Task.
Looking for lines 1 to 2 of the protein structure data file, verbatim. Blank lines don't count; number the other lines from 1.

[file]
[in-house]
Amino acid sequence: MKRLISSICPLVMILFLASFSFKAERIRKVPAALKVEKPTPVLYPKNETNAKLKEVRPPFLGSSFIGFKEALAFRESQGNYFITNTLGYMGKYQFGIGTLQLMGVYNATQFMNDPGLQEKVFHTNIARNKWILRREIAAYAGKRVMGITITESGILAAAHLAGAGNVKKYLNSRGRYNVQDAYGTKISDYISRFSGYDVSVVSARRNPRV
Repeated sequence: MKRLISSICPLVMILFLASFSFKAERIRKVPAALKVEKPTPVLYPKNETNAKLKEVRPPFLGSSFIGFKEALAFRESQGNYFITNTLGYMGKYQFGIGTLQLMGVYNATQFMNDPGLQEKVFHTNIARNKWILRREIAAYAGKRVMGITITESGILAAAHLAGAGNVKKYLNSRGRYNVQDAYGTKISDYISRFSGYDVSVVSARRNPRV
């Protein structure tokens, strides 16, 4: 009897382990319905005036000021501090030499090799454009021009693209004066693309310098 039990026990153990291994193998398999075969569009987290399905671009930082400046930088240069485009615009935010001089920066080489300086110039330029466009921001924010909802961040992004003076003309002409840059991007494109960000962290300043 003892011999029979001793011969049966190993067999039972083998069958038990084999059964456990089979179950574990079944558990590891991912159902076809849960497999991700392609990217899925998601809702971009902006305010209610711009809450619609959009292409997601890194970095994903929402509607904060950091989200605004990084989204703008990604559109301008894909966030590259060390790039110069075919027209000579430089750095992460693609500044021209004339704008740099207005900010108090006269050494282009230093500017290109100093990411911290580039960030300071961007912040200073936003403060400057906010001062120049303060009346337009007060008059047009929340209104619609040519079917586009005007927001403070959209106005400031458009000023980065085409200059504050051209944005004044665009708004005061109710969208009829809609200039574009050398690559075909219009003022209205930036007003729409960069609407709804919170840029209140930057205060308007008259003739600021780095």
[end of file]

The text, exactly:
[in-house]
Amino acid sequence: MKRLISSICPLVMILFLASFSFKAERIRKVPAALKVEKPTPVLYPKNETNAKLKEVRPPFLGSSFIGFKEALAFRESQGNYFITNTLGYMGKYQFGIGTLQLMGVYNATQFMNDPGLQEKVFHTNIARNKWILRREIAAYAGKRVMGITITESGILAAAHLAGAGNVKKYLNSRGRYNVQDAYGTKISDYISRFSGYDVSVVSARRNPRV